Costs prompt hospitals to rethink birthing services

ORIGINALLY WRITTEN CYNTHIA MARTENS
Several issues have prompted St. Luke Hospital in Marion to evaluate the viability of its obstetrical services in the near future.

“It is unknown at this point” if St. Luke will discontinue obstetrical services, said Doug Newman, chief executive officer of St. Luke Hospital and Living Center.

“All hospitals are required to be capable of providing emergency delivery or care services as per federal EMTALA (Emergency Medical Treatment Active Labor Act) laws.”

According to published hospital board minutes, some of the recent issues of concern faced by St. Luke are as follows:

n By the end of 2004, Banner Health Systems, the hospital management group, will no longer lease the facility. And the hospital board will be responsible for management. At a December board meeting, members discussed and approved a contract with a hospital consultation service.

n Physicians Don Dodson and Kim Hall, with Marion Family Physicians LLC, have contacted the hospital board with concerns about the lack of a full-time or part-time certified registered nurse anesthetist to cover anesthesia cases when full-time CRNA Bruce Skiles is on vacation.

At the meeting, Newman reported that it would cost about $200,000 to $250,000 a year to hire a part-time CRNA.

It was also reported that Banner officials do not feel it is cost effective to provide additional CRNA coverage, and the family physicians are concerned about continuing to operate without additional CRNA staff.

n The Marion family physicians have also notified the board that they do not plan to accept new obstetric patients until issues about hiring a part-time or full-time CRNA are resolved and do not plan to deliver any more babies at St. Luke after March.

At the board meeting, Newman also spoke about an additional issue-the cost of having babies has risen in recent years because of rising insurance costs. And those rising costs have had an impact on the feasibility of offering obstetric care at the facility.

St. Luke currently has three bassinets in its nursery and handles between 18 to 22 births a year.

The physicians and the board reportedly plan to meet in the near future to continue to work through the aforementioned issues.

“It is never an easy thing to accept losing a service-as it is both an emotional as well as a business issue,” Newman said.

Mike Ryan, chief executive officer for Hillsboro Community Medical Center was contacted concerning the possibility of discontinued obstetrical services at St. Luke and how that would affect the obstetrical unit at HCMC.

“If they don’t perform obstetrical services or do births, that’s going to probably mean that some of those mothers might want to come this way for those services,” Ryan said.

St. Luke is not alone as it faces the possibility of closing its obstetrical services in the near future.

“Marion is not the first nor the last rural facility not to have physicians delivering babies,” Newman said. “It is a widespread trend that has been occurring for years.”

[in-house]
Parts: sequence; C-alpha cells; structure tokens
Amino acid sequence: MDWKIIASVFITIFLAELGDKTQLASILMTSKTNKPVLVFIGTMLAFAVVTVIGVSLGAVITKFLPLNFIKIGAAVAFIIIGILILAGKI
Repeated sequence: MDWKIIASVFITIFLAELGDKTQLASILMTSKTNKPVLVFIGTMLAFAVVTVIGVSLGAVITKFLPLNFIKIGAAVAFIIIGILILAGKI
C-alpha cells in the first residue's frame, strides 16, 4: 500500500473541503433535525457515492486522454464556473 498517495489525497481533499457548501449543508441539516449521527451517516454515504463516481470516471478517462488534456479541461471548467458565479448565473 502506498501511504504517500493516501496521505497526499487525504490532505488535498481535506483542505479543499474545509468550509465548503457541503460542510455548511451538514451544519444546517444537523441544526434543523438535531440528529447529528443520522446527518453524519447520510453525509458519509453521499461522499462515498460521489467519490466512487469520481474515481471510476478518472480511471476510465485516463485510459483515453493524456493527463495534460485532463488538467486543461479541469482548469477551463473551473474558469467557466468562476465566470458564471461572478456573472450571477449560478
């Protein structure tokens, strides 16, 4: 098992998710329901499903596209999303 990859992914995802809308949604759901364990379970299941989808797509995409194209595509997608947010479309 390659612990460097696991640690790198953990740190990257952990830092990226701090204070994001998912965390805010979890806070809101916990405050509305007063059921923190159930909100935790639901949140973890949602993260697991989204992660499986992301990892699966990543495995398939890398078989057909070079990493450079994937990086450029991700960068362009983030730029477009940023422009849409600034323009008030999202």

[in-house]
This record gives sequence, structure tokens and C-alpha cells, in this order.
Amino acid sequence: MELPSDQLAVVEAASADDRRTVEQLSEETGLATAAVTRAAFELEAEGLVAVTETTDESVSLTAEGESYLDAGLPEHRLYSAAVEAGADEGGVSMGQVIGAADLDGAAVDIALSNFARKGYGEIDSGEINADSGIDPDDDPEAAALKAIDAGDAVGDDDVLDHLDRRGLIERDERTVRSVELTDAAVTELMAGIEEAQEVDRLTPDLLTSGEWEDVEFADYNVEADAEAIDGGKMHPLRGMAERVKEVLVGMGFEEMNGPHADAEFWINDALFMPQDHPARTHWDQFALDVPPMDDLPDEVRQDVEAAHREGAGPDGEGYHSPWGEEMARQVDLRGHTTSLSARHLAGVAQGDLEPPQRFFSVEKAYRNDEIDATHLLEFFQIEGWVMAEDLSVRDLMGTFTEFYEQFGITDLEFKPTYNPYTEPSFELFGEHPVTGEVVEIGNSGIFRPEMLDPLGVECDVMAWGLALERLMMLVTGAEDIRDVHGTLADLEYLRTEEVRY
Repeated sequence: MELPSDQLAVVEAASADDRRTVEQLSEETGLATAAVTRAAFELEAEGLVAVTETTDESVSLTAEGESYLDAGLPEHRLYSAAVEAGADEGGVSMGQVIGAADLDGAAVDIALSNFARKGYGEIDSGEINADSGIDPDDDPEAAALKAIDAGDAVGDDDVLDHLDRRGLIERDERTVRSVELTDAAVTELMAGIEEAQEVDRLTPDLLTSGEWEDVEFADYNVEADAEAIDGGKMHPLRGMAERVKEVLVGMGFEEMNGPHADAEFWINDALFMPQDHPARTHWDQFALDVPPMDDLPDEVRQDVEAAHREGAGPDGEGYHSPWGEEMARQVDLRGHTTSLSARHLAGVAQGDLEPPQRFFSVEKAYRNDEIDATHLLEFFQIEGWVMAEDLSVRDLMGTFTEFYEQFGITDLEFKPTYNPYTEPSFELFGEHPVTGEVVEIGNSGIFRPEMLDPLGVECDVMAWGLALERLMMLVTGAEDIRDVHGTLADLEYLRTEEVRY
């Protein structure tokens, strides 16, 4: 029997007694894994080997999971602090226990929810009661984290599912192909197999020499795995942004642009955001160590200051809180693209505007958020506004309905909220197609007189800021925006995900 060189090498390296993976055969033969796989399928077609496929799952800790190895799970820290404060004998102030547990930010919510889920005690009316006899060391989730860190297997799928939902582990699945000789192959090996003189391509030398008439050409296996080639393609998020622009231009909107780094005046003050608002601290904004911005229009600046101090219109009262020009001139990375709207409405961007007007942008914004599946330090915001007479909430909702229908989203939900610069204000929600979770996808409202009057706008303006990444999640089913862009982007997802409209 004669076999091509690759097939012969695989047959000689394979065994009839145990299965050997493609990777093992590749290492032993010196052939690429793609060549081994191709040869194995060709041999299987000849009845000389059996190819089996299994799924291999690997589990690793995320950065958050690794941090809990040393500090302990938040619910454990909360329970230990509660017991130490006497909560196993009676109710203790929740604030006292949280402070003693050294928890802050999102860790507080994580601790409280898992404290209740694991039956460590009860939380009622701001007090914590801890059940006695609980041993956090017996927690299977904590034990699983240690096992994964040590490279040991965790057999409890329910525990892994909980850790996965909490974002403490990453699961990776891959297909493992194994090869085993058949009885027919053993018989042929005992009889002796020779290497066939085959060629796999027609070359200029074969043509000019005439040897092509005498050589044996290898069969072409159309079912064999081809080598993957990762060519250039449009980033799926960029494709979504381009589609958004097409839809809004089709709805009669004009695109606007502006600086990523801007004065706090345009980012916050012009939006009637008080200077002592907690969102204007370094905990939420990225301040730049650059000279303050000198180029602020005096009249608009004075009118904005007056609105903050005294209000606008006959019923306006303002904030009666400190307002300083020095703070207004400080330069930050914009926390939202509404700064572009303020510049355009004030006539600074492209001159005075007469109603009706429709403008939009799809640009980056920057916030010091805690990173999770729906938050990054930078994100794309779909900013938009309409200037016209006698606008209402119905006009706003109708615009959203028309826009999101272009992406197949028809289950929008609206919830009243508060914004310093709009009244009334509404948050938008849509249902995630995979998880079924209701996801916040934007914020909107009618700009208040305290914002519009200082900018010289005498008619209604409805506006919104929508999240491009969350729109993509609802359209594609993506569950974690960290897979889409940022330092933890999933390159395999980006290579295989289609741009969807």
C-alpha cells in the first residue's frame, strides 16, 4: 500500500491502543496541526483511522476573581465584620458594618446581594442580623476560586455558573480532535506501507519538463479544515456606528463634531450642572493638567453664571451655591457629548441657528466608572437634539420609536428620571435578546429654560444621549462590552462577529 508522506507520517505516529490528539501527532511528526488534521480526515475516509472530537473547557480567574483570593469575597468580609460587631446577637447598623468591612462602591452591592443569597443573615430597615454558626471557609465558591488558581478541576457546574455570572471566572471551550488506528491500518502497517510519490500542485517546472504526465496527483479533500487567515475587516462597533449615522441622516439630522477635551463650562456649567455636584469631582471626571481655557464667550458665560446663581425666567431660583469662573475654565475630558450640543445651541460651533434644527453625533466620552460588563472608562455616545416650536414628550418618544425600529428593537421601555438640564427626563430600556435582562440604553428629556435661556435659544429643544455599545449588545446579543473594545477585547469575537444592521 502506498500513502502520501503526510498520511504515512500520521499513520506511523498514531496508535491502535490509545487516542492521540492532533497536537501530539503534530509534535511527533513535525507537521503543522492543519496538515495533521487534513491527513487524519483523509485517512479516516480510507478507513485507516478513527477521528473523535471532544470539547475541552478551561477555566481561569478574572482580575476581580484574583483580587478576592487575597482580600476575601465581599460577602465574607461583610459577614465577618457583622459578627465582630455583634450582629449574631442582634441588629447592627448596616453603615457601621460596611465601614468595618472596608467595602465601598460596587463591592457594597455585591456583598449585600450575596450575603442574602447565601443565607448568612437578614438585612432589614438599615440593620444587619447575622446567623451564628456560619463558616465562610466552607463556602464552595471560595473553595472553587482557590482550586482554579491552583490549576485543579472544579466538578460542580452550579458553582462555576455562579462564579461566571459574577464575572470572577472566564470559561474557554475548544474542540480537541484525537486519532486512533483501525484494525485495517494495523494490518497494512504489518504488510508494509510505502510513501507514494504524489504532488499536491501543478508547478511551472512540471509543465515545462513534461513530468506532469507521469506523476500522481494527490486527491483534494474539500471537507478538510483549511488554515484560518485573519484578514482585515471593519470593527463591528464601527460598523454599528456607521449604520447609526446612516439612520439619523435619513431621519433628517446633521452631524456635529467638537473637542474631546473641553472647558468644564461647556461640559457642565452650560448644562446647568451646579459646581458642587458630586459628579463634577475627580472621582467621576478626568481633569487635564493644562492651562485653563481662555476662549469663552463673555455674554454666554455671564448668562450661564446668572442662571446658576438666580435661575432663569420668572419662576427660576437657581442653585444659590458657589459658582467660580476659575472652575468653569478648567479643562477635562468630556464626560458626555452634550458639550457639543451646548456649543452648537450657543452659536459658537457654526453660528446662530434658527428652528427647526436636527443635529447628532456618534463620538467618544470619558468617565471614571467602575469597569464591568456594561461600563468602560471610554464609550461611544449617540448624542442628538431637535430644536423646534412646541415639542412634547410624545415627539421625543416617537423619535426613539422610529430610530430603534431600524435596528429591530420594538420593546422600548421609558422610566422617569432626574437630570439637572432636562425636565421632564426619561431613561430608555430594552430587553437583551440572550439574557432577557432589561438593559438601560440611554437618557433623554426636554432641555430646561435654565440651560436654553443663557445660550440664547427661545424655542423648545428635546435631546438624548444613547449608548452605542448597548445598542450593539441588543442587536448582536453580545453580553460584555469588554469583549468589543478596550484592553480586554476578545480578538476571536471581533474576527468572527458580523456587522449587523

Ryan agreed and said, “It’s a common trend in rural hospitals, at least in Kansas. I think, certainly, the liability insurance market is a driver of that.”

Hospitals and physicians purchase liability insurance, and those premiums have risen considerably since the 9/11 terrorists’ attacks, Ryan said.

“When insurance companies were making money in the stock market, et cetera, there wasn’t a lot of pressure to increase their rates,
he said.

“But when they were losing money in the stock market, just like you and I were, then they’re looking at their rates to make their bottom line.”

Ryan also listed other health-care pressures faced by physicians and hospitals today as follows:

n Increased costs due to recently imposed government regulations, such as the Health Insurance Portability Accountability Act and the Emergency Medical Treatment Active Labor Act.

n Reduced reimbursement from health plans, such as Medicare, Medicaid and Blue Cross Blue Shield.

n Shortages in the hospital work force.

n The increasing trend of un-insured and under-insured patients using the facility and not meeting financial obligations for health care.

n An increased use of hospitals by the large population of the aging Baby Boomer Generation.

At HCMC, Ryan said one Hillsboro physician offers obstetrical care-delivering babies. The HCMC nursery contains five bassinets, and about 20 births were handled last year at the facility.

“That’s pretty stable-a pretty typical year,” Ryan said.

In the past, a number of area women have chosen to give birth in larger hospitals, Ryan said. But he questions the rationale to choose to drive the distance when services are available locally.

“Many people feel that you have to have a specialist for everything associated with your health care,” Ryan said.

“I certainly agree that when there are complications, a specialist may be required. But 99 percent of them are going to do just fine. Most births are very appropriately cared for by a family-practice physician who is well trained in this part of family care.”

And if there are unforeseen complications, HCMC has emergency transportation and transfer agreements in place to make sure the mother and baby get all the care they need, Ryan said.

If St. Luke does close its obstetrical services in the near future, women in Marion County will be forced to look to other facilities for their obstetrical care, such as Hillsboro, Newton, McPherson and Wichita.

“If a family is considering HCMC for their family experience, we would be happy to show them our birthing room and the resources we have to insure their well being,” Ryan said.

“Our team of well-trained nurses and physicians can provide a wonderful birth experience for most mothers.”

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